A weekend gas and oil leak from an old production well on the North Slope was stopped Sunday night when crews filled it with heavy, salty water, officials said Monday.
"Overnight the Unified Command achieved source control and killed the well," said Dawn Patience, a spokeswoman with BP, the operator at the giant North Slope fields.
Oil and gas were discovered spraying from a well house Friday morning. The oil leak was stopped before crude contaminated tundra beyond the well, but the natural gas leak continued through the weekend, releasing methane, a climate-changing greenhouse gas, into the atmosphere.
The well produces both oil and gas, but without a pipeline to deliver gas off the North Slope, most gas from Prudhoe is injected back into the ground to increase pressure in oil-bearing formations.
Response operations were continuing as investigators tried to learn more about the cause of the leak, officials said.
The well was drilled in the 1970s. It has been producing about 500 barrels of crude oil daily, BP said. It also produced a high volume of gas. The oil and gas production were shut down Friday but the leak continued.
Patience said Monday that the sprayed crude oil was contained to the gravel drilling pad and didn't reach the surrounding snow-covered tundra. The gravel pad supports heavy rigs and other hardware atop the tundra.
The source of the release, Well 3, is at the Drill Site 2 gravel pad at Flow Station 1, about 5 miles from Deadhorse Airport. Deadhorse is an industrial hub for the Prudhoe Bay oil fields.
Officials have said there were no reported injuries to people or wildlife. The estimated volume of leaked gas and oil has not been reported.
Cathy Foerster, head of the Alaska Oil and Gas Conservation Commission, said her agency, which regulates oil wells, has sent an inspector to the command center overseeing the response. The command center is at an operating center at Prudhoe Bay and consists of BP, the Alaska Department of Environmental Conservation, North Slope Borough and the Environmental Protection Agency.
DEC is coordinating with BP and AOGCC to investigate the cause of the release.
Foerster said the agency is pleased the well has been killed and is anxiously awaiting more information.
"We're still concerned that we don't know what caused this," she said.
That concern was echoed by Lois Epstein, Arctic program director for The Wilderness Society. She said a blowout at a production well is unusual, compared to exploration wells about which less is typically known.
"So what changed? Was it maintenance? Something changing in the subsurface? Did the permafrost thaw?" she said. "Something changed, and we need to figure out what that is to make sure it doesn't happen again."
Epstein said the leak could have been far more serious.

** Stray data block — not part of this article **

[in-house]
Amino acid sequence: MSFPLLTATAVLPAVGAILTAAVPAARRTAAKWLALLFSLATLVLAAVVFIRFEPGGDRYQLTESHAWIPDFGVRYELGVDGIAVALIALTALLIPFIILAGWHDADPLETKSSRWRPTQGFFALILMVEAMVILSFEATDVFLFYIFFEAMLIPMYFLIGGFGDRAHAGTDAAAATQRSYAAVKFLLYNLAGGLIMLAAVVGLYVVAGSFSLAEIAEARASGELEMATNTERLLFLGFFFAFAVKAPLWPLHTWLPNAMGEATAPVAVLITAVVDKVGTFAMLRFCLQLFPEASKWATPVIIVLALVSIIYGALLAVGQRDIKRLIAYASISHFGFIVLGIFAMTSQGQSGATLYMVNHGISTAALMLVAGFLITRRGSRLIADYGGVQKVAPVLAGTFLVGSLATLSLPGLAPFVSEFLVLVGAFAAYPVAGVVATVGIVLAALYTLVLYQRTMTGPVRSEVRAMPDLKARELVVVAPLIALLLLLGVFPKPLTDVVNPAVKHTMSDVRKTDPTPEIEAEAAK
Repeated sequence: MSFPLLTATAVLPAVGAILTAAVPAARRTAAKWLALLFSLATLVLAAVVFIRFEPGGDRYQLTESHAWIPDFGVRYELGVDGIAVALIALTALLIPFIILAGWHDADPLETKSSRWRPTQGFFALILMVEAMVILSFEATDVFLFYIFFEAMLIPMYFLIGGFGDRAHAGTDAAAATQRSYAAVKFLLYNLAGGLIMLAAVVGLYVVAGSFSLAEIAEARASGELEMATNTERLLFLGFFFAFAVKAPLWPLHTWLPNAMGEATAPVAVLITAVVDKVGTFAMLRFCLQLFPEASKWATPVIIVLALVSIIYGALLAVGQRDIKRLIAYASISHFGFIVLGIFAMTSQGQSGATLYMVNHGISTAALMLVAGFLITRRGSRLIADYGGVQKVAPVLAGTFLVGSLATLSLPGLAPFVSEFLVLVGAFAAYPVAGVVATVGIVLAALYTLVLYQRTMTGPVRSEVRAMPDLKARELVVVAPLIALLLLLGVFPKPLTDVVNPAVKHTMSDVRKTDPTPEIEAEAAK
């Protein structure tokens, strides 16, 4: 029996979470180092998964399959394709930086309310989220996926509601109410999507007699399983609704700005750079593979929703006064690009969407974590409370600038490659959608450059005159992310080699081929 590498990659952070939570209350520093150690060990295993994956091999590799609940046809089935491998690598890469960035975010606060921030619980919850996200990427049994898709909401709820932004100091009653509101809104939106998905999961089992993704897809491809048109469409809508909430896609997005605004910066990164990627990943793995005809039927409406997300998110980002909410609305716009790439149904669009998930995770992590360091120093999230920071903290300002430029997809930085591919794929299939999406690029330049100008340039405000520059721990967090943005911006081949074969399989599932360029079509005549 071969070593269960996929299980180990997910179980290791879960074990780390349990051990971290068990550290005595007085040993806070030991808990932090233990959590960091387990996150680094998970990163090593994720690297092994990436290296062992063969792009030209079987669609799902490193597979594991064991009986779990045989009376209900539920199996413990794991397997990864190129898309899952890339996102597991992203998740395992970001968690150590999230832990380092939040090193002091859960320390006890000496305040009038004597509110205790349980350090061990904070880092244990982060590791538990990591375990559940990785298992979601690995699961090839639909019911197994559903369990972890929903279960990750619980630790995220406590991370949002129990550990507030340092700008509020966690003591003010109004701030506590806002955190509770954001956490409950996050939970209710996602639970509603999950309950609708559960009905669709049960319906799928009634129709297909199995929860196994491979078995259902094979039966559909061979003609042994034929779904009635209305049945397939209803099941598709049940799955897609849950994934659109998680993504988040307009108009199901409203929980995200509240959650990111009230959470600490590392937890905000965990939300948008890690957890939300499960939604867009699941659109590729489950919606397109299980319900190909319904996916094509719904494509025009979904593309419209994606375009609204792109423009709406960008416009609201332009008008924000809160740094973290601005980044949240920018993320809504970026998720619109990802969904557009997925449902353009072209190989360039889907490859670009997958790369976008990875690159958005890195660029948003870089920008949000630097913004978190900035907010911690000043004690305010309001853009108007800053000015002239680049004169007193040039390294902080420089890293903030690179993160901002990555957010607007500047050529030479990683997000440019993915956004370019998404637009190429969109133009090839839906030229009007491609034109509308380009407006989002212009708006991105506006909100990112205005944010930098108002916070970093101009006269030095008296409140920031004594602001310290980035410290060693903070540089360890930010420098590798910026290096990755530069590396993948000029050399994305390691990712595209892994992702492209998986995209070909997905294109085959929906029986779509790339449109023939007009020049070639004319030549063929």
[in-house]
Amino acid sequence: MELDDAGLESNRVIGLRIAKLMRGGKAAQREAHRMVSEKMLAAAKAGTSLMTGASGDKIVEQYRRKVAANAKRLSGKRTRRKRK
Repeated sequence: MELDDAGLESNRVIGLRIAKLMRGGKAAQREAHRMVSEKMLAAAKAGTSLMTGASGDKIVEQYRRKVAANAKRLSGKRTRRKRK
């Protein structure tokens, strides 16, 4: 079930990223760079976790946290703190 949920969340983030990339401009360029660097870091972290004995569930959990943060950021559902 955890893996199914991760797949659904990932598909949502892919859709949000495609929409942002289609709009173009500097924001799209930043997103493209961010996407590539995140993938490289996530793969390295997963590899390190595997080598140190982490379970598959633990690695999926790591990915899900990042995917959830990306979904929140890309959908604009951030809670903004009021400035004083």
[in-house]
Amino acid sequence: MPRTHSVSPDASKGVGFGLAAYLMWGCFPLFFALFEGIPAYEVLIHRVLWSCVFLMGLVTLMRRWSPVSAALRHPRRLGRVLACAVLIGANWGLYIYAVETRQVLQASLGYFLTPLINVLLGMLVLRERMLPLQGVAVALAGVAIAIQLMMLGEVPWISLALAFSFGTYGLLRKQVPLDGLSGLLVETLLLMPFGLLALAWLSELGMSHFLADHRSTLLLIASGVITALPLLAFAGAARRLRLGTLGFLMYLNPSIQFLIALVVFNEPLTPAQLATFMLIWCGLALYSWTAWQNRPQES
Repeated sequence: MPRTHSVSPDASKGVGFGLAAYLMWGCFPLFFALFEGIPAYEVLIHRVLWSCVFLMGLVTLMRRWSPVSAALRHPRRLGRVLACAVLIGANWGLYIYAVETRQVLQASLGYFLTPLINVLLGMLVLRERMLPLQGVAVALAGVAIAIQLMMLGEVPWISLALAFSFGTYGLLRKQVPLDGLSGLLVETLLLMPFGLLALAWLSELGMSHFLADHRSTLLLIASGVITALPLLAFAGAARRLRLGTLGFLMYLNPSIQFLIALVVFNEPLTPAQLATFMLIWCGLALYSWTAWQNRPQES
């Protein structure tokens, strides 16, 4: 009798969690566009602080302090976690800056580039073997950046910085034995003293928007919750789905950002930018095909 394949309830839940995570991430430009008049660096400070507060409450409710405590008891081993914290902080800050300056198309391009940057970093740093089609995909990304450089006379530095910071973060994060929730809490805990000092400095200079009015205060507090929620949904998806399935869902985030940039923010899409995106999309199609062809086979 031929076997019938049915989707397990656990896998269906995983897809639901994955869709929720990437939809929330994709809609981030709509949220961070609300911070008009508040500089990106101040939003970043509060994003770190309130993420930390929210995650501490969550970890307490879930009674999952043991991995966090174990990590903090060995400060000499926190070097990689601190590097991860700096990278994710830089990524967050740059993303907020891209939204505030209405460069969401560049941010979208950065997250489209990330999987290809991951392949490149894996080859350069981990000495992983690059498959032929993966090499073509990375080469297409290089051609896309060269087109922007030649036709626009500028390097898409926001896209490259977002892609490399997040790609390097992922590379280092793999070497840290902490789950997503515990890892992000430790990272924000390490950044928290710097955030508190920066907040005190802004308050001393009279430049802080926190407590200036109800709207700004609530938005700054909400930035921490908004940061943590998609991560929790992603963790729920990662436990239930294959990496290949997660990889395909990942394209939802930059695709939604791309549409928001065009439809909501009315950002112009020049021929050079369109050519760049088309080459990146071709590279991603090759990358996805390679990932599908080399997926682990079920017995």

"In this case it didn't have high consequences, so that's good," she said. "But it should be studied as rigorously as if there had been an explosion that would have had much bigger consequences."
Crews tried to initially stop the leak Friday but that effort failed because a well-pressure gauge had been damaged when the well had "jacked up," or risen, about 3 to 4 feet. The movement broke off the pressure gauge and "kill fluid" — in this case, salty water — couldn't be pumped into the well to stop the leak.
On Saturday, response crews said two leaks had been identified on the well, one near the top and the other farther down the well assembly.
The top leak had sprayed oil and natural gas but was shut off when a surface safety valve was activated. The lower leak slowed, but still leaked gas and what the Alaska Department of Environmental Conservation called a "minor" amount of oil.
By Sunday afternoon, only gas was leaking.
Boots and Coots, a well-control company based in Texas, arrived Sunday to help develop plans for killing the well.
After entering the well house, officials with the Halliburton-owned Boots and Coots placed a plug in the damaged aboveground piping coming off the well head. That allowed responders to pump the solution of methanol and saltwater into the well, killing it.
Hiring Boots and Coots, a legendary company that helped put out many of the oil-well fires started by the Iraqi army in Kuwait during the first Gulf War, highlights the danger of the situation, said Epstein.
Although the well was killed, DEC said Monday afternoon that the well is "not officially secured" until a more permanent plug is installed in the downhole pipe. For now, the weight of the fluid is enough to offset the upward pressure from the natural gas and oil, holding it in the well.
BP is creating a plan to place a permanent plug at the damaged section of the downhole pipe, the state said.
BP will undertake a "thorough analysis" to determine what caused the leak, Patience said.